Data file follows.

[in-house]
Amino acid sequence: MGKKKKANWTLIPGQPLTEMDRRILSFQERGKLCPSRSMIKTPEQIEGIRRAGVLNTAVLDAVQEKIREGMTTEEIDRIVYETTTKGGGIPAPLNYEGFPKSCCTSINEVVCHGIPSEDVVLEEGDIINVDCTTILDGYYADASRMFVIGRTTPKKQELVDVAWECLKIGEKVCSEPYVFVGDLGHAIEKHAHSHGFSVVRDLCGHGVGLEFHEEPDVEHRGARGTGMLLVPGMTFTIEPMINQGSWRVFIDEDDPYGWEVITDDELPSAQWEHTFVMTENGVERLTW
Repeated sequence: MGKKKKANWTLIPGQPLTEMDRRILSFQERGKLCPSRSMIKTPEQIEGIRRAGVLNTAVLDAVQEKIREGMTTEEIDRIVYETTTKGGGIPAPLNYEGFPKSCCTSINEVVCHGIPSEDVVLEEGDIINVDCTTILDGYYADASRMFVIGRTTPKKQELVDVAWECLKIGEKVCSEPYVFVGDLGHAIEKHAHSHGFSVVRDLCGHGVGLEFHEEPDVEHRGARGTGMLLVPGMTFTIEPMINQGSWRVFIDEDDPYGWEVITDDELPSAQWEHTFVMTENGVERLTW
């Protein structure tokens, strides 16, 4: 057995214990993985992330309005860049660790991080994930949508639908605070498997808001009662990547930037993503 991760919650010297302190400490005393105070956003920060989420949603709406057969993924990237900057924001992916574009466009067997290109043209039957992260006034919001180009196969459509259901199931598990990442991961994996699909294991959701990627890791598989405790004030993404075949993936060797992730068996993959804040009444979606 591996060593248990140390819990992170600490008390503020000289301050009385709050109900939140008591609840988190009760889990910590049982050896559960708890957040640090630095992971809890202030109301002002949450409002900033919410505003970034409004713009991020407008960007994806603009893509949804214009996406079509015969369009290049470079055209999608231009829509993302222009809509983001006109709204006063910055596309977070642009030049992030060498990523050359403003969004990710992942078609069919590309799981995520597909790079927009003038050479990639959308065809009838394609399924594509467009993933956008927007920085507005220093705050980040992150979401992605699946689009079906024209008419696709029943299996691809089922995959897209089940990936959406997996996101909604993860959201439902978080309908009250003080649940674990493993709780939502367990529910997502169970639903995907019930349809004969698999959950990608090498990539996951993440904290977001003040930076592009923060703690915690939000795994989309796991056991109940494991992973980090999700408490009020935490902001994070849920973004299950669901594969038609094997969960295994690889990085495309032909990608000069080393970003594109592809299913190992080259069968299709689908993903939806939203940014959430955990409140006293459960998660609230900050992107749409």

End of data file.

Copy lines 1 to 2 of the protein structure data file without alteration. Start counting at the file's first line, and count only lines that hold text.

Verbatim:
[in-house]
Amino acid sequence: MGKKKKANWTLIPGQPLTEMDRRILSFQERGKLCPSRSMIKTPEQIEGIRRAGVLNTAVLDAVQEKIREGMTTEEIDRIVYETTTKGGGIPAPLNYEGFPKSCCTSINEVVCHGIPSEDVVLEEGDIINVDCTTILDGYYADASRMFVIGRTTPKKQELVDVAWECLKIGEKVCSEPYVFVGDLGHAIEKHAHSHGFSVVRDLCGHGVGLEFHEEPDVEHRGARGTGMLLVPGMTFTIEPMINQGSWRVFIDEDDPYGWEVITDDELPSAQWEHTFVMTENGVERLTW